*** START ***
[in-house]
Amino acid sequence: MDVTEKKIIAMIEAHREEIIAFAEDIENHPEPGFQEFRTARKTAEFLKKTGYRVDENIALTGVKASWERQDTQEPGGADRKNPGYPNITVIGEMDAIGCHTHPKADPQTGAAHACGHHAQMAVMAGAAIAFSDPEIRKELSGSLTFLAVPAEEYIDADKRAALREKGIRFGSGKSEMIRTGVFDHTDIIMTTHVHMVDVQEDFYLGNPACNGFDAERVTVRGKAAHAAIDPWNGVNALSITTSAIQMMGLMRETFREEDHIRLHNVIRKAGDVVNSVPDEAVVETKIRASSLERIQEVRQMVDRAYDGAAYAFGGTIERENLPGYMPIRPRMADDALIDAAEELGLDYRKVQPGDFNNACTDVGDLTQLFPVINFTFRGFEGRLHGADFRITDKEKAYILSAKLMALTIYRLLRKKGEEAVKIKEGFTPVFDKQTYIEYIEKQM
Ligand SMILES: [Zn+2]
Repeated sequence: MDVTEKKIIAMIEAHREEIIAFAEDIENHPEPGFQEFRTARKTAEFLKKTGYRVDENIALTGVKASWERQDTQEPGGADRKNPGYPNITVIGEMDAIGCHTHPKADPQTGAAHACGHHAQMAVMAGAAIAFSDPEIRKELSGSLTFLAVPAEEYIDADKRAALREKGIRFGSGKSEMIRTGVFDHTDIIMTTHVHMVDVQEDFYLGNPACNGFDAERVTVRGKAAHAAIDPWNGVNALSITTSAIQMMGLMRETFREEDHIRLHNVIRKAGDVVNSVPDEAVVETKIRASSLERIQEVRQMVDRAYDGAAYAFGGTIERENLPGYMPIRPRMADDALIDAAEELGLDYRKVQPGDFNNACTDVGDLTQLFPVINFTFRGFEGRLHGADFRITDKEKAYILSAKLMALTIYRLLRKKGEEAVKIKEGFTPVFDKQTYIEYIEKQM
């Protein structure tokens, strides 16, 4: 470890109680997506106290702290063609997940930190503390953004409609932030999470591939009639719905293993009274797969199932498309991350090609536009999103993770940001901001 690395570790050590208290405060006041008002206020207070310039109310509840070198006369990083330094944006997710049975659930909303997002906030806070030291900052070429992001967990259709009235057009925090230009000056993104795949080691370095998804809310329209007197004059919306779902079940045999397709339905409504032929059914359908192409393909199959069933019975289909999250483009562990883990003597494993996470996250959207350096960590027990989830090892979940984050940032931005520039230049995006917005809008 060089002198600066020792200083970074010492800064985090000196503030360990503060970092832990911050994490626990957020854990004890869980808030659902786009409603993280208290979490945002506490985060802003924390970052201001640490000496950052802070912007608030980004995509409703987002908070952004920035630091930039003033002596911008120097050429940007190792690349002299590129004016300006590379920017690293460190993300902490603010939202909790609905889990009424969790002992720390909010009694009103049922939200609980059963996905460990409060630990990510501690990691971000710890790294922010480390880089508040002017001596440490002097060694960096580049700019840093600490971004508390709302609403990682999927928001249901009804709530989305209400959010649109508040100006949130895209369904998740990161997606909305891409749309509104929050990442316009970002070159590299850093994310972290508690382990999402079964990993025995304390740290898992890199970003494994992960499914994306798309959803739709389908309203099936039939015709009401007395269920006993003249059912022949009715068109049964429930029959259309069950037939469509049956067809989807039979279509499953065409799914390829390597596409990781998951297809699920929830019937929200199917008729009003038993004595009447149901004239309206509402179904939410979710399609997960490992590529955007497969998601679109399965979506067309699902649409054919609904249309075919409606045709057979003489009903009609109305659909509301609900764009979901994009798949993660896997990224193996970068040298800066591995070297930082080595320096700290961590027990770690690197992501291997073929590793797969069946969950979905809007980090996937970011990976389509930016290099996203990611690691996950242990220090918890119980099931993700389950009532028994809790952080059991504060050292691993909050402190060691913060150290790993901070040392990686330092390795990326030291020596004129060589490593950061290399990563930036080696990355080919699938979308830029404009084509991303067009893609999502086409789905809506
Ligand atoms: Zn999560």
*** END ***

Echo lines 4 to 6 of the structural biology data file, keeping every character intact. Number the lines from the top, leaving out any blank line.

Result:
Repeated sequence: MDVTEKKIIAMIEAHREEIIAFAEDIENHPEPGFQEFRTARKTAEFLKKTGYRVDENIALTGVKASWERQDTQEPGGADRKNPGYPNITVIGEMDAIGCHTHPKADPQTGAAHACGHHAQMAVMAGAAIAFSDPEIRKELSGSLTFLAVPAEEYIDADKRAALREKGIRFGSGKSEMIRTGVFDHTDIIMTTHVHMVDVQEDFYLGNPACNGFDAERVTVRGKAAHAAIDPWNGVNALSITTSAIQMMGLMRETFREEDHIRLHNVIRKAGDVVNSVPDEAVVETKIRASSLERIQEVRQMVDRAYDGAAYAFGGTIERENLPGYMPIRPRMADDALIDAAEELGLDYRKVQPGDFNNACTDVGDLTQLFPVINFTFRGFEGRLHGADFRITDKEKAYILSAKLMALTIYRLLRKKGEEAVKIKEGFTPVFDKQTYIEYIEKQM
């Protein structure tokens, strides 16, 4: 470890109680997506106290702290063609997940930190503390953004409609932030999470591939009639719905293993009274797969199932498309991350090609536009999103993770940001901001 690395570790050590208290405060006041008002206020207070310039109310509840070198006369990083330094944006997710049975659930909303997002906030806070030291900052070429992001967990259709009235057009925090230009000056993104795949080691370095998804809310329209007197004059919306779902079940045999397709339905409504032929059914359908192409393909199959069933019975289909999250483009562990883990003597494993996470996250959207350096960590027990989830090892979940984050940032931005520039230049995006917005809008 060089002198600066020792200083970074010492800064985090000196503030360990503060970092832990911050994490626990957020854990004890869980808030659902786009409603993280208290979490945002506490985060802003924390970052201001640490000496950052802070912007608030980004995509409703987002908070952004920035630091930039003033002596911008120097050429940007190792690349002299590129004016300006590379920017690293460190993300902490603010939202909790609905889990009424969790002992720390909010009694009103049922939200609980059963996905460990409060630990990510501690990691971000710890790294922010480390880089508040002017001596440490002097060694960096580049700019840093600490971004508390709302609403990682999927928001249901009804709530989305209400959010649109508040100006949130895209369904998740990161997606909305891409749309509104929050990442316009970002070159590299850093994310972290508690382990999402079964990993025995304390740290898992890199970003494994992960499914994306798309959803739709389908309203099936039939015709009401007395269920006993003249059912022949009715068109049964429930029959259309069950037939469509049956067809989807039979279509499953065409799914390829390597596409990781998951297809699920929830019937929200199917008729009003038993004595009447149901004239309206509402179904939410979710399609997960490992590529955007497969998601679109399965979506067309699902649409054919609904249309075919409606045709057979003489009903009609109305659909509301609900764009979901994009798949993660896997990224193996970068040298800066591995070297930082080595320096700290961590027990770690690197992501291997073929590793797969069946969950979905809007980090996937970011990976389509930016290099996203990611690691996950242990220090918890119980099931993700389950009532028994809790952080059991504060050292691993909050402190060691913060150290790993901070040392990686330092390795990326030291020596004129060589490593950061290399990563930036080696990355080919699938979308830029404009084509991303067009893609999502086409789905809506
Ligand atoms: Zn999560």